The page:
Higher Fees And Taxes Sought To Balance Budget

Jun 29, 2012

The city of Springfield Massachusetts will enter a new fiscal year this Sunday, July 1st, with a budget that officials describe as “ austere” and “ bare-bones”.  It is also a budget that remains out of balance, as we hear from WAMC’s Pioneer Valley Bureau Chief, Paul Tuthill..


            The $551.8 million dollar  budget will cut more than 100 city jobs, cause three library branches to close, take a fire department ladder truck out of service, and result in reduced repairs and maintenance of streets, sidewalks and parks.

            Springfield city councilors, confronting the grim result of plunging property tax collections, took the somewhat unprecedented step this week of approving all expenditures for fiscal 2013 exactly  as recommended by Mayor Domenic Sarno.   City Councilor Kenneth Shea said to cut the budget deeper would be unpalatable to city’s residents and its businesses.

            Among the cuts that will occur as a result of the passage of the budget are the closing of three of the city’s nine branch libraries.

-The parks department will stop mowing the grass at ten city parks.

-The department of public works will no longer repair sidewalks, and street sweeping will be reduced.

-The city will stop collecting trash at apartment houses with more than three units, forcing the building owners to hire commercial rubbish haulers.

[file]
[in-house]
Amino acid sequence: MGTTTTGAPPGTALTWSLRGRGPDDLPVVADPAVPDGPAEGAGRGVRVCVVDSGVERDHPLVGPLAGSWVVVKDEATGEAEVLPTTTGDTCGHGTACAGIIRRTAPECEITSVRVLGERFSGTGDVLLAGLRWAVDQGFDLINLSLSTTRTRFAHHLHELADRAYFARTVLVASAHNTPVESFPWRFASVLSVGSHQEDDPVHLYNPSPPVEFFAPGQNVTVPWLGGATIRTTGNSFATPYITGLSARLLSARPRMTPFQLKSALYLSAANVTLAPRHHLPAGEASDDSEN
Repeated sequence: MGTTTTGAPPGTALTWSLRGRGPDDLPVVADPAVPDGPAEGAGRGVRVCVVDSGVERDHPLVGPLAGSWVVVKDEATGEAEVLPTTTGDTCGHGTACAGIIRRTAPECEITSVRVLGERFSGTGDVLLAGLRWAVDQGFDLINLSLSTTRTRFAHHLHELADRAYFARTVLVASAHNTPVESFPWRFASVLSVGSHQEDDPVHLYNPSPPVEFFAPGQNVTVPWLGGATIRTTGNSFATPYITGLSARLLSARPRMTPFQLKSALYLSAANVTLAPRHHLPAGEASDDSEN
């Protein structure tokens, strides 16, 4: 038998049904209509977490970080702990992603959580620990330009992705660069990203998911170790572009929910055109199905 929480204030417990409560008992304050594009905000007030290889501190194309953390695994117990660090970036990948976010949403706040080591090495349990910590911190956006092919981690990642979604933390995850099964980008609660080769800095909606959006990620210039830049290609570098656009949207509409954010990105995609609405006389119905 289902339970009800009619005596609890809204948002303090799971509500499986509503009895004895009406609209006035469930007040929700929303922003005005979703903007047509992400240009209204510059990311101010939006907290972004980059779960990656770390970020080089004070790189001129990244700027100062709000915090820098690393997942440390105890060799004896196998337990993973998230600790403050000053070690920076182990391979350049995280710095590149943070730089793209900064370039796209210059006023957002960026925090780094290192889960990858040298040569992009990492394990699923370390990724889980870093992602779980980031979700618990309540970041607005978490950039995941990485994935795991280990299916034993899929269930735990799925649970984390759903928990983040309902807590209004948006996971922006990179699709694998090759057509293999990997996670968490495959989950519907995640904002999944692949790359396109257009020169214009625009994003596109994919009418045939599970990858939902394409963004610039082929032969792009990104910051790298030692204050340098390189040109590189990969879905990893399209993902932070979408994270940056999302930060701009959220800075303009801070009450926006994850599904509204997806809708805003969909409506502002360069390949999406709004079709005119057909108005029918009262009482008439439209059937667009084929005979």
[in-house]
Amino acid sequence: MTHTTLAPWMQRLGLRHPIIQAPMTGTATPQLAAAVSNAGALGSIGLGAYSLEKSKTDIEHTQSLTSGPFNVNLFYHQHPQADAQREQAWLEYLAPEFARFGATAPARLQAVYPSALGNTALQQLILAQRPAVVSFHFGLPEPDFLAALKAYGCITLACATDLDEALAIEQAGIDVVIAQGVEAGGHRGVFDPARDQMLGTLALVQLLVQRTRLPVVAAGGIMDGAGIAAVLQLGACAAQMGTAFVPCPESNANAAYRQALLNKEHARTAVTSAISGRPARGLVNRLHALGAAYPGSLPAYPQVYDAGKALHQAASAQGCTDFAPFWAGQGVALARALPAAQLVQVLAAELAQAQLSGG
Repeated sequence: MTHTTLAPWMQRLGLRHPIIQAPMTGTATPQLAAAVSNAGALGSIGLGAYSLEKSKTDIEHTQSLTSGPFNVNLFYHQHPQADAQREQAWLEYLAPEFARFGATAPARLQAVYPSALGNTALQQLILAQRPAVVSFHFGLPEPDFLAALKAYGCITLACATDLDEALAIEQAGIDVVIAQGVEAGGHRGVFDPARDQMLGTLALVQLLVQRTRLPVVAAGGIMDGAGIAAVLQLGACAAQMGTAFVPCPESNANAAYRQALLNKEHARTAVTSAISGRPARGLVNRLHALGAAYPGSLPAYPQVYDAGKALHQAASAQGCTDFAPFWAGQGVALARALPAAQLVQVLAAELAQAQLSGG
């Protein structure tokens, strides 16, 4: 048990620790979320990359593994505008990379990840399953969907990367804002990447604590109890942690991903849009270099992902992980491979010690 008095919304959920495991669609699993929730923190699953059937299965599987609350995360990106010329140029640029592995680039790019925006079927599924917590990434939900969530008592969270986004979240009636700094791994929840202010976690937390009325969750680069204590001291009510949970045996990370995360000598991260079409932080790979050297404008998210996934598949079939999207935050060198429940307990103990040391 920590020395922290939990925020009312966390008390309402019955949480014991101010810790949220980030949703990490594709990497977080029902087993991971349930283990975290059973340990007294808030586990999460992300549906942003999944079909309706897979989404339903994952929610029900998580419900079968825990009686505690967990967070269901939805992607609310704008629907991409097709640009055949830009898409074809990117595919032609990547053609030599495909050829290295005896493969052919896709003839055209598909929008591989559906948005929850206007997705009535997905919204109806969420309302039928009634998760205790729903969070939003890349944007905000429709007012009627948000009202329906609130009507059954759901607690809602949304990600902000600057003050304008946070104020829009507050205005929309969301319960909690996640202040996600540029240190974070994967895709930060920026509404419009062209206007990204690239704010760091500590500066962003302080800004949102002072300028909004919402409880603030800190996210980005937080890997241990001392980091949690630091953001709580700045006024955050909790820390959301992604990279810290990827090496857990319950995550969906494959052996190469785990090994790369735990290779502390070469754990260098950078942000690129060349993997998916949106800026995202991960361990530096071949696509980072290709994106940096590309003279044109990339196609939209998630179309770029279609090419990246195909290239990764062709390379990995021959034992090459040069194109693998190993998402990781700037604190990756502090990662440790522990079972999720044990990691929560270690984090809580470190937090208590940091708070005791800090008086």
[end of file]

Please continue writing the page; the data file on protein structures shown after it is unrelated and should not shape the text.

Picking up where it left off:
-31 vacancies in the police department will not be filled, and because of staffing shortages in the fire department, a ladder company will be taken out of service.

Mayor Sarno said the city will spend 2% less on municipal operations than it did in the current fiscal year. He said it is the fifth straight budget that has led to reductions in the size of the municipal workforce.

At the same time services are being cut, fees will increase for scores of city issued licenses and permits. That will bring in an estimated $2 million. 

But, the city is projected to collect $7 million dollars less in property taxes, as a result of plunging real estate values and the Prop 2 and a half tax cap.  The tax bill for the average single family house in the city is projected to drop $140.

To balance the budget, the mayor recommended drawing down $8 million from the city’s $40 million cash reserves.  City Councilor Bud Williams advocated digging deeper into reserves.

The mayor’s budget is also based on a proposed $10 increase in the annual fee the city charges households for trash and recycling collections.  Additionally it counts on an estimated $500 thousand that would come from increasing the local share of the hotel room tax rate by 2%.

Residents spoke out at public hearings against the trash fee hike. The region’s hospitality and tourism industry has lobbied against raising the hotel tax.  City Councilor Timothy Allen plans to ask colleagues to approve a $15 increase in the trash fee with the additional revenue used to reopen the three soon to close library branches

The city council has scheduled a special meeting for July 3rd to vote on the trash fee and hotel room tax increases.